Temporary Protected Status in Danger: Time to Explore Other Options

By Ben Loveman

The Ninth Circuit Court of Appeals recently overturned a lower Court order preventing the Department of Homeland Security from ending Temporary Protected Status (TPS) for persons from Honduras, El Salvador, Nepal, Nicaragua, and Sudan.  The decision paves the way for DHS to continue with its plan to terminate TPS protection for nationals of these countries.  This means that DHS will now be able to end TPS protection for hundreds of thousands of TPS holders. The decision obviously has huge ramifications for the TPS holders and their families here in the United States.  For those holding TPS status, there are likely alternative options to securing permanent immigration status. It is crucial for those potentially affected to seek the advice of an experienced immigration attorney now to explore potential options.

Without TPS, most of these people will be subject to removal proceedings where an Immigration Judge will determine if they should be deported.  DHS has previously indicated that if the Court ruled in its favor it would allow a winding down period.  For Nationals of El Salvador, this period is 365 days from the date of the order from the Ninth Circuit and for nationals of Honduras, Nepal, Nicaragua, and Sudan, the period is 120 days.  The potential termination of TPS is also likely to be impacted by the Presidential election. A new president may restore TPS protections.  However, TPS holders need not wait for the election for their fates to be decided. Current laws provide several alternative routes to permanent status in the U.S.  Options might include family or employment-based petitions.

For TPS holders residing or who move to the territorial jurisdiction of the Ninth or Sixth Circuit Court of Appeals (California, Nevada, Arizona, Oregon, Washington, Idaho, Montana, and Alaska, Tennessee, Ohio, Michigan, and Kentucky), their TPS status might make them immediately eligible to apply for adjustment of status if they have a U.S. citizen spouse or U.S. citizen child (21 years or older) to file an immigrant petition on their behalf. This is because Courts in these two jurisdictions have held that a grant of TPS status constitutes an ‘admission’ under Section 245(a) of the Immigration & Nationality Act.  This is crucial because eligibility for adjustment of status requires having been admitted or paroled and many TPS holders entered the country without inspection.

TPS holders who are covered by INA Section 245(i) might be eligible for adjustment of status regardless of their state of residence if they have an approved immigrant visa petition.  The details of 245(i) eligibility are beyond the scope of this article but suffice to say that to qualify a person must be the beneficiary of a petition filed on or before January 14, 1998 or, prior to April 30, 2001 (if physically present in the United States on December 20, 2000).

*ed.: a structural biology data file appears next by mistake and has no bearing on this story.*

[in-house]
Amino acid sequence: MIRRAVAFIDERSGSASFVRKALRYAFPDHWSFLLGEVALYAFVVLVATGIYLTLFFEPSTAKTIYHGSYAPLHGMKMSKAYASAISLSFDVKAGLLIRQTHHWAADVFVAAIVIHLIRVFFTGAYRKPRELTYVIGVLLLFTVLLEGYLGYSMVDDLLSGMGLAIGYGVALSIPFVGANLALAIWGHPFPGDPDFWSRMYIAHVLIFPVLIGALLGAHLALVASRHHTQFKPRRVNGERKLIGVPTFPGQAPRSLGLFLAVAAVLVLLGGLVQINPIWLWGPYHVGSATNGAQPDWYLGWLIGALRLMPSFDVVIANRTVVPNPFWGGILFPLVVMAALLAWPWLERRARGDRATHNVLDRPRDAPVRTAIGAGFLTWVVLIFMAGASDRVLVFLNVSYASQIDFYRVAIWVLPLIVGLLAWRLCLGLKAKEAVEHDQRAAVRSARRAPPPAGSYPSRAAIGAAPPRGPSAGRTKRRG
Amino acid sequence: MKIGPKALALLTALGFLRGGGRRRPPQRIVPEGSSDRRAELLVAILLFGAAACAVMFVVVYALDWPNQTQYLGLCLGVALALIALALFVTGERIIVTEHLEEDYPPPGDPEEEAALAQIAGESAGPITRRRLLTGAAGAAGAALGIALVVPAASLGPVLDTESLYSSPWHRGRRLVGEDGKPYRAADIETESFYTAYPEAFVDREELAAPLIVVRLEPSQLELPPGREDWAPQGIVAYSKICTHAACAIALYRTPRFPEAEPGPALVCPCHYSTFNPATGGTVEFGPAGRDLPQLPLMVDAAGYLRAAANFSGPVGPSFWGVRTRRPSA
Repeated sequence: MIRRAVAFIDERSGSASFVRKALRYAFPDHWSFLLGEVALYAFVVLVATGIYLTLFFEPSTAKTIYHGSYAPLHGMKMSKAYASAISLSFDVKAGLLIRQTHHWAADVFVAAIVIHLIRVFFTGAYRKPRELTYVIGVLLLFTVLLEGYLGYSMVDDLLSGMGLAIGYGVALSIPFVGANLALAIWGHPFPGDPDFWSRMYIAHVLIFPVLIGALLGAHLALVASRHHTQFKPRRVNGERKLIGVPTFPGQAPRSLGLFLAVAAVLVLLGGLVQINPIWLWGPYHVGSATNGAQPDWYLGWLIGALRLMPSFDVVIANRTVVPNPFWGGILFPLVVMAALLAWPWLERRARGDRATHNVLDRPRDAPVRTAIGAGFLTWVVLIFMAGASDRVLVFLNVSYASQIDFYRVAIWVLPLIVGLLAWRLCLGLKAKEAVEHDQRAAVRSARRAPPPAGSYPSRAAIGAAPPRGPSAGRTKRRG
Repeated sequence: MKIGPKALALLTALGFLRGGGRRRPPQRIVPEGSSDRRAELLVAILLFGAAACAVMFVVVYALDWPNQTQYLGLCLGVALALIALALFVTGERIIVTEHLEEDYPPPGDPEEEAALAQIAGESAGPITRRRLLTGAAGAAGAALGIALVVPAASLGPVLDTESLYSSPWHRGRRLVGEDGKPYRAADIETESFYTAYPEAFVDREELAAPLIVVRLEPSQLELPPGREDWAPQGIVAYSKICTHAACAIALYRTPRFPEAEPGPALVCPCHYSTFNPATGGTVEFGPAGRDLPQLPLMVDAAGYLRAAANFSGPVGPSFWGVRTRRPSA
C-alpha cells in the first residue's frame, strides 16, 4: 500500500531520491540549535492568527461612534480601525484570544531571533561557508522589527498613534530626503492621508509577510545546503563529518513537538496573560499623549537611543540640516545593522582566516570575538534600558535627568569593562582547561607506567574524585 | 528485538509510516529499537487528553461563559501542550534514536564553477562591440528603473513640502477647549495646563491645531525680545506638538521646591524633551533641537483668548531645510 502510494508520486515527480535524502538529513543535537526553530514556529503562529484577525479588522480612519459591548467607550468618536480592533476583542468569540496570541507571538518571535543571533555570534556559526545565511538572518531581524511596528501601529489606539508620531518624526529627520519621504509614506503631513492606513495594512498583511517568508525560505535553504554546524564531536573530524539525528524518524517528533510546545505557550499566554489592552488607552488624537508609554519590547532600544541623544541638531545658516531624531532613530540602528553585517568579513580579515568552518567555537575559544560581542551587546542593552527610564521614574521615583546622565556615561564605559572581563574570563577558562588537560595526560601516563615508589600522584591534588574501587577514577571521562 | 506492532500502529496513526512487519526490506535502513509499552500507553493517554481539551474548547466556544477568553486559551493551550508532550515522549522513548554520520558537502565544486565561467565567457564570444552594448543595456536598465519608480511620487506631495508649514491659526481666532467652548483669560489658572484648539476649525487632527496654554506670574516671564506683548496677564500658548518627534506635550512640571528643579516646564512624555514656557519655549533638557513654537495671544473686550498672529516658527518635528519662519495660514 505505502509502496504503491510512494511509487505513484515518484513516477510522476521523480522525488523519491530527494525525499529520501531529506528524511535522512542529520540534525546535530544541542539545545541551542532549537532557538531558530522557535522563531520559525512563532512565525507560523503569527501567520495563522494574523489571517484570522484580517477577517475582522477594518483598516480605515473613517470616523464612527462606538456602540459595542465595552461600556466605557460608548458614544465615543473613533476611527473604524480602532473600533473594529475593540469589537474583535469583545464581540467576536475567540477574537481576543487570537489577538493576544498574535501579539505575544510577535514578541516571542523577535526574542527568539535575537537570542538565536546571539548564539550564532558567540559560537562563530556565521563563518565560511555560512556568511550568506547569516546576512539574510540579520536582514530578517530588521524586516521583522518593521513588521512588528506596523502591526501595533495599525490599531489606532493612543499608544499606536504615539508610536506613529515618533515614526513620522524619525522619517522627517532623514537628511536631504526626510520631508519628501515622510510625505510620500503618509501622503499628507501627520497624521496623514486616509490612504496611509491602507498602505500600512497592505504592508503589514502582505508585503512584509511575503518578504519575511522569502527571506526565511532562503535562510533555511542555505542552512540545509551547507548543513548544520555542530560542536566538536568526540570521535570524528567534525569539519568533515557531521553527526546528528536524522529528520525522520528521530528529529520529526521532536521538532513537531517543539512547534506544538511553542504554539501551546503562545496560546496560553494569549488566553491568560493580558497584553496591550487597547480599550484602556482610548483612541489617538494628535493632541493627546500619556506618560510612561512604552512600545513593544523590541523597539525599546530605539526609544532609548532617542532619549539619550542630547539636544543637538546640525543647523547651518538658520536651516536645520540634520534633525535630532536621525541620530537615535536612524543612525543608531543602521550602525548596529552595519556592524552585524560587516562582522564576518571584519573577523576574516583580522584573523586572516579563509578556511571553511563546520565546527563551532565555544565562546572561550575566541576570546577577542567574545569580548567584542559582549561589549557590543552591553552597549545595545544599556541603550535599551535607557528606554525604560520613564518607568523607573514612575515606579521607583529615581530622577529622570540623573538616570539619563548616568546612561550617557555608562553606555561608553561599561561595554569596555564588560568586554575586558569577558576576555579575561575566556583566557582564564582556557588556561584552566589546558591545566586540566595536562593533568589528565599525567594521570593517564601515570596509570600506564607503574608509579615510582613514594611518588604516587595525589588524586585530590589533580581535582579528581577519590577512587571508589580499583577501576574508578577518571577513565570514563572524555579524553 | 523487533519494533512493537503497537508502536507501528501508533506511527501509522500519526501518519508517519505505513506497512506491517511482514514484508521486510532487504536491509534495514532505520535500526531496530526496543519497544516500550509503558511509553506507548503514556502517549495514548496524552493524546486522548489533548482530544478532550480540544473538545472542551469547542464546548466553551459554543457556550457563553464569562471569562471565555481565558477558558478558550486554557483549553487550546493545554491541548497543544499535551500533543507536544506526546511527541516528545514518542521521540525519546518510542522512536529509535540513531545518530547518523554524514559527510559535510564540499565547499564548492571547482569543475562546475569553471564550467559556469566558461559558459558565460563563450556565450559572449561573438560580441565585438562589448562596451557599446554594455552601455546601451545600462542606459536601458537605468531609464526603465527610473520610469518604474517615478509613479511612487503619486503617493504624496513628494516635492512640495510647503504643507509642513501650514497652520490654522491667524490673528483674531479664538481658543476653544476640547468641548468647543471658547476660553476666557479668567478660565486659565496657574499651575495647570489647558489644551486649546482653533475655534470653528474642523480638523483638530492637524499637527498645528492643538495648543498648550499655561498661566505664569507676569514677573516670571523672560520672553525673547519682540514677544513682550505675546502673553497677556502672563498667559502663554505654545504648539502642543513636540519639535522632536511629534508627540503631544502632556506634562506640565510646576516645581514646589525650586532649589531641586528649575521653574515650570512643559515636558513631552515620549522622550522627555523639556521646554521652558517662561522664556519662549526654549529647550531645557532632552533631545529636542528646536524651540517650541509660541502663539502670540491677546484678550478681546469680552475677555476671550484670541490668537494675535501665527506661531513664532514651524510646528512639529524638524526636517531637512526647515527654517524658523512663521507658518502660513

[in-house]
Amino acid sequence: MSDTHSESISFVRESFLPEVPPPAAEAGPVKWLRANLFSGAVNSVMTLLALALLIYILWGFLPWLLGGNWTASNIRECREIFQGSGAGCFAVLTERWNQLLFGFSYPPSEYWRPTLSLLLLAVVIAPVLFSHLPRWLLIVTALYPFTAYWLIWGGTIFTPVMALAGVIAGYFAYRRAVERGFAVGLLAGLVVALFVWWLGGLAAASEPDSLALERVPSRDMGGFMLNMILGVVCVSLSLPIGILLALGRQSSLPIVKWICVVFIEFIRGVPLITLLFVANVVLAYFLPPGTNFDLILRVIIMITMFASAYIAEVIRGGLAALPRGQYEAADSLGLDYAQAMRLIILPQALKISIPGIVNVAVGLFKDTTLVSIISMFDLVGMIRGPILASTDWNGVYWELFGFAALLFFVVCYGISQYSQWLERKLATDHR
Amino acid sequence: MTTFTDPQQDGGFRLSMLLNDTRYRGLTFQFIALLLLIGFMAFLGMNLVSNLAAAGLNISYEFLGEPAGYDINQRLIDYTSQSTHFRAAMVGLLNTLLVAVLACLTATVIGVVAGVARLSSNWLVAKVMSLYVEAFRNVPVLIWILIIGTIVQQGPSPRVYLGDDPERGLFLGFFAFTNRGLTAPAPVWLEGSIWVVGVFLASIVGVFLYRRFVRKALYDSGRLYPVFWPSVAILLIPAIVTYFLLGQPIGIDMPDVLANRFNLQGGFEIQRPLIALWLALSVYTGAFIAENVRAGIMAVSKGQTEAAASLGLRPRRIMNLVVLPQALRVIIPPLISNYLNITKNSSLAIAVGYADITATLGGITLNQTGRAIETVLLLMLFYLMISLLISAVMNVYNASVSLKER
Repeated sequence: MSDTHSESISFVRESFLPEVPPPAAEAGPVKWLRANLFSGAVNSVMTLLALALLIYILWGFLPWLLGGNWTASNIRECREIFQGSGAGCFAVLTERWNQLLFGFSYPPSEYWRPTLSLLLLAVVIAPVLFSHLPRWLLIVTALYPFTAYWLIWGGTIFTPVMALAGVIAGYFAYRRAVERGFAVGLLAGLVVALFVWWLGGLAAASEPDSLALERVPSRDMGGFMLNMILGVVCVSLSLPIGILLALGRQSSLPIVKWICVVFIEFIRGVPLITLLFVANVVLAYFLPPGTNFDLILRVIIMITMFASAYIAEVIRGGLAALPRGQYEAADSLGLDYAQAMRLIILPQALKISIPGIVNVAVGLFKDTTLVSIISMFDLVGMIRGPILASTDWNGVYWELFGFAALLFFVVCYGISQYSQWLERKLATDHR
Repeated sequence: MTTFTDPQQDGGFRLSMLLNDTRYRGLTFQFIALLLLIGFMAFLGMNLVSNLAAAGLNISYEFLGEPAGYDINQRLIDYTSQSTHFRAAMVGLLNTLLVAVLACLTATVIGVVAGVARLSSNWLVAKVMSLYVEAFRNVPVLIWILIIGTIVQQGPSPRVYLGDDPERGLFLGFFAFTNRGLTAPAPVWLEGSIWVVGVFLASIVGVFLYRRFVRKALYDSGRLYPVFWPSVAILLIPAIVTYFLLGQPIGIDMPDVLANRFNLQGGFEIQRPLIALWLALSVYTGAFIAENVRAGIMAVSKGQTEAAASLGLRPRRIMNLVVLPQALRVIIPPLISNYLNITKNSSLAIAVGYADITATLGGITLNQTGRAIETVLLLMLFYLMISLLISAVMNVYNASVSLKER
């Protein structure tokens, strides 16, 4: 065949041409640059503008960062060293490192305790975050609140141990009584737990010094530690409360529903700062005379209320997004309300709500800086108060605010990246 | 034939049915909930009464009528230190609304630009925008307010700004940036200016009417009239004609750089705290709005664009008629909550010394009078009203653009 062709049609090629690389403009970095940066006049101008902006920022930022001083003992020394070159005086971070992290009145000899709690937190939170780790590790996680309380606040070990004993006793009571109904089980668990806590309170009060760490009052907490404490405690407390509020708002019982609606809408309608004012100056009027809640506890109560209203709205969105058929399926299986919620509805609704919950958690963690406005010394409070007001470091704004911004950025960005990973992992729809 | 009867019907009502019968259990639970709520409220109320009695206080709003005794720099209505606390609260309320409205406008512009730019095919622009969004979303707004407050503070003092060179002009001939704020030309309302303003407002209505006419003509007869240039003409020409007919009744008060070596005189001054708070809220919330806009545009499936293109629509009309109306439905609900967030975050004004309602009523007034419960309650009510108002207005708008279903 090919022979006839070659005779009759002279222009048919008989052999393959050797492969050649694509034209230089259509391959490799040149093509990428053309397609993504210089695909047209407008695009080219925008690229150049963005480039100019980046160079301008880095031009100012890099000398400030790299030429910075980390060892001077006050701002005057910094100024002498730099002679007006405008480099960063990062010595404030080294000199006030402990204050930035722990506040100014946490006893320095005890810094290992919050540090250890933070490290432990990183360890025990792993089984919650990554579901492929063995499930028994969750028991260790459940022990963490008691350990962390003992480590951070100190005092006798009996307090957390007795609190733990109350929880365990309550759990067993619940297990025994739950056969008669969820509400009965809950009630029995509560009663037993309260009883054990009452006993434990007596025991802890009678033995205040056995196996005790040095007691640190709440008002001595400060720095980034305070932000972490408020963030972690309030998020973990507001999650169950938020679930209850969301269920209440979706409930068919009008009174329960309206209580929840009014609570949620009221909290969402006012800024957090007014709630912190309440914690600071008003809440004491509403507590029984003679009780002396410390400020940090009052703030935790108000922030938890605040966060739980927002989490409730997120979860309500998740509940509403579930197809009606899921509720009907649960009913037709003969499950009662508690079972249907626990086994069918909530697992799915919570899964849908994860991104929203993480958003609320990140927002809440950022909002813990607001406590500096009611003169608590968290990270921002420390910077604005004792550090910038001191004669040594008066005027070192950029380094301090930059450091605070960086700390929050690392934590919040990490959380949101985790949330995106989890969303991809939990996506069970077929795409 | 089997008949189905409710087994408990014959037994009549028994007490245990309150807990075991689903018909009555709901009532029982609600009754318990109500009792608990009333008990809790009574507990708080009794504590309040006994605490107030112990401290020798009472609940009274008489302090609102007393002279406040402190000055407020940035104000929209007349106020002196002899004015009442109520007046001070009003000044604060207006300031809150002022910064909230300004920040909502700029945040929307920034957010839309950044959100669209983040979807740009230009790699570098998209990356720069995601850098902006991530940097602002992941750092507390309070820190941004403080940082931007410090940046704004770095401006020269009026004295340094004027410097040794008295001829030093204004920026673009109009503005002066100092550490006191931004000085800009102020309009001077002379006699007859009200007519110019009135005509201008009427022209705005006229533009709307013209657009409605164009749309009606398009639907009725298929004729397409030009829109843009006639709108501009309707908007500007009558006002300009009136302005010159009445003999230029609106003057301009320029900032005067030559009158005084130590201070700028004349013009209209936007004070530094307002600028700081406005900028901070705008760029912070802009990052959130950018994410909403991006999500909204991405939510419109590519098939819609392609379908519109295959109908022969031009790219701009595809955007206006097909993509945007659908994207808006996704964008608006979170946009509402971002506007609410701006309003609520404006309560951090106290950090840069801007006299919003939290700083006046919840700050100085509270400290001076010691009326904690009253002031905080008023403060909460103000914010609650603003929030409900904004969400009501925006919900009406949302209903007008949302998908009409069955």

TPS holders who traveled on advance parole might be eligible for adjustment of status as their parole to the U.S. may satisfy INA Section 245(a)’s requirement of admission or ‘parole.’  There is uncertainty regarding this route to eligibility as the Trump Administration has limited this pathway. Nonetheless, it remains a viable avenue to explore for those who traveled with advance parole.

For TPS holders nationwide, other options should be explored. Many TPS holders have had TPS (or DACA) since they were minors. As a result, they may not have accrued ‘unlawful presence’ and could be eligible for an immigrant visa abroad, whether through family or employment-based petitions, without needing a waiver. This is because unlawful presence is not counted for minors and/or during TPS or DACA status. The lack of unlawful presence means that with an approved immigrant petition and available visa, a person could schedule an appointment at the U.S. Embassy in their home country and return in short order to permanent resident status.

For persons without unlawful presence, nonimmigrant visa options also are an option. This could include H-1B, L-1, or F-1 visas. Persons eligible for these categories could schedule an appointment abroad and, assuming they are fully eligible, should be able to return shortly after their interview in lawful status.

Finally, many TPS holders could qualify for residency through a Provisional Unlawful Presence Waiver (I-601A). This process allows beneficiaries of immigrant petitions who are not eligible for adjustment of status and who have unlawful presence exceeding six-months to apply for pre-approval for waiver of the three-year or ten-year bar triggered upon departing the U.S. With strong evidence and argument, the provisional waiver is often approved.

Any person considering any of these options must carefully review their personal and immigration history with an immigration attorney prior to taking any action.   With TPS in jeopardy, it is highly recommended that you or your loved one explore other available options with a reputable attorney as soon as possible.